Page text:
The American journal of cardiology vol:42 issue:2 pages:187-92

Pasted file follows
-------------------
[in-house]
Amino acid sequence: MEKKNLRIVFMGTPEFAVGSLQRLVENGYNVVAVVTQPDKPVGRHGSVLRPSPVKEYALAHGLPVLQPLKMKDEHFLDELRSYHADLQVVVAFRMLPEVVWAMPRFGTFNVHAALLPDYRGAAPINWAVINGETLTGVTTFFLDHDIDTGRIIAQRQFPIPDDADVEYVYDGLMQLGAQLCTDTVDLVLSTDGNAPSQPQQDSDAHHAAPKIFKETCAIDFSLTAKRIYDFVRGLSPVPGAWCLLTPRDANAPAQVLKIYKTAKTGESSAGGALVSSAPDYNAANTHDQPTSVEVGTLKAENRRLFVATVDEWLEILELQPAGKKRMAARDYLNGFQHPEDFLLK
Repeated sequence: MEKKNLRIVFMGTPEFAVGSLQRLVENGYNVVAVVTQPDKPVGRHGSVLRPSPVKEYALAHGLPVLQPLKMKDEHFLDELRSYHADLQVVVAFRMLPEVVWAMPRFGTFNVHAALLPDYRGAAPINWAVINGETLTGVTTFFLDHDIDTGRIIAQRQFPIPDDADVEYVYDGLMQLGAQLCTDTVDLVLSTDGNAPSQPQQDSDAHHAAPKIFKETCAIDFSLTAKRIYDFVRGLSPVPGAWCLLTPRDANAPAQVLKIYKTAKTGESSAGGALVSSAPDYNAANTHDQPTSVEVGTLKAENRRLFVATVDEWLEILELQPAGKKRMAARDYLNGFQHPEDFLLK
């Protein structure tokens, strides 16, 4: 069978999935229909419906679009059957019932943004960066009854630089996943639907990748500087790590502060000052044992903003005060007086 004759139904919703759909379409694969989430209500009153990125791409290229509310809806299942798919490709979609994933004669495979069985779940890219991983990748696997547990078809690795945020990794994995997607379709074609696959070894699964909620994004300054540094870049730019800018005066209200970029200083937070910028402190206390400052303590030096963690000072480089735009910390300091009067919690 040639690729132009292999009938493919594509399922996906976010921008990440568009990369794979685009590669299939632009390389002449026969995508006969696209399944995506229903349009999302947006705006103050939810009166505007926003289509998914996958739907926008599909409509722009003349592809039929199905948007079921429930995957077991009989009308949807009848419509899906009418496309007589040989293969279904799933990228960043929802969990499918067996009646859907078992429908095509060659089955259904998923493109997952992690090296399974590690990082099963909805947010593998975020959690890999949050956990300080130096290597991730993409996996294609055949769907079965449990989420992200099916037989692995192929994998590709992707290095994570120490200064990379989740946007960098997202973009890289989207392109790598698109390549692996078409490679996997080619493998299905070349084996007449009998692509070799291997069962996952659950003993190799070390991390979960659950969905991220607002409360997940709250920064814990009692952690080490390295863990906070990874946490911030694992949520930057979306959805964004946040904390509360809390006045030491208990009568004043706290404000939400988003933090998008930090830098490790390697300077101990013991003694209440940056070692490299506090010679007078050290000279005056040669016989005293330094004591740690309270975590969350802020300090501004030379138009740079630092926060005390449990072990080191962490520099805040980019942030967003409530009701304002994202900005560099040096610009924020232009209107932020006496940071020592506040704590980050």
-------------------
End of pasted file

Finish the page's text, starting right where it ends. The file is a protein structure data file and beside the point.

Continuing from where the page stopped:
Coronary hemodynamics were studied intraoperatively in 65 patients undergoing aortocoronary bypass grafting. Poststenotic coronary pressure and graft flow hyperemia were measured. Patients without coronary collateral vessels on arteriography (class A) were compared with patients with collateral vessels (class B). Patients in class A were grouped according to the angiographically determined degree of coronary stenosis. Eight of these patients with moderate coronary stenosis underwent intraoperative studies with transient complete coronary occlusion and were classified in the "acute" occlusion group. In class B all patients had complete coronary occlusion with good retrograde filling of the distal segment. In class A patients there was good correlation between the degree of stenosis and poststenotic pressure or hyperemic response. Stenosis had to be at least 80 percent before it produced a significant pressure gradient or graft flow hyperemia. In class B patients (those with complete "chronic" coronary occlusion), poststenotic pressure was significantly greater than in the class A patients with "acute" occlusion, significantly less than in the class A groups with 71 to 80 percent and 81 to 90% stenosis but not significantly different from values in the class A group with 91 to 99 percent stenosis. The hyperemic response was significantly less than in the "acute" occlusion group of class A, significantly greater than in the class A groups with 71 to 80 percent and 81 to 90 percent stenosis, but not significantly different from values in the class A group with 91 to 99 percent stenosis. It is concluded that (1) under basal conditions a coronary stenosis must be at least 80 percent to be hemodynamically significant, and (2) well developed collateral vessels produce in a completely occluded coronary artery hemodynamic changes that simulate those of a 90 percent coronary stenosis without collateral vessels.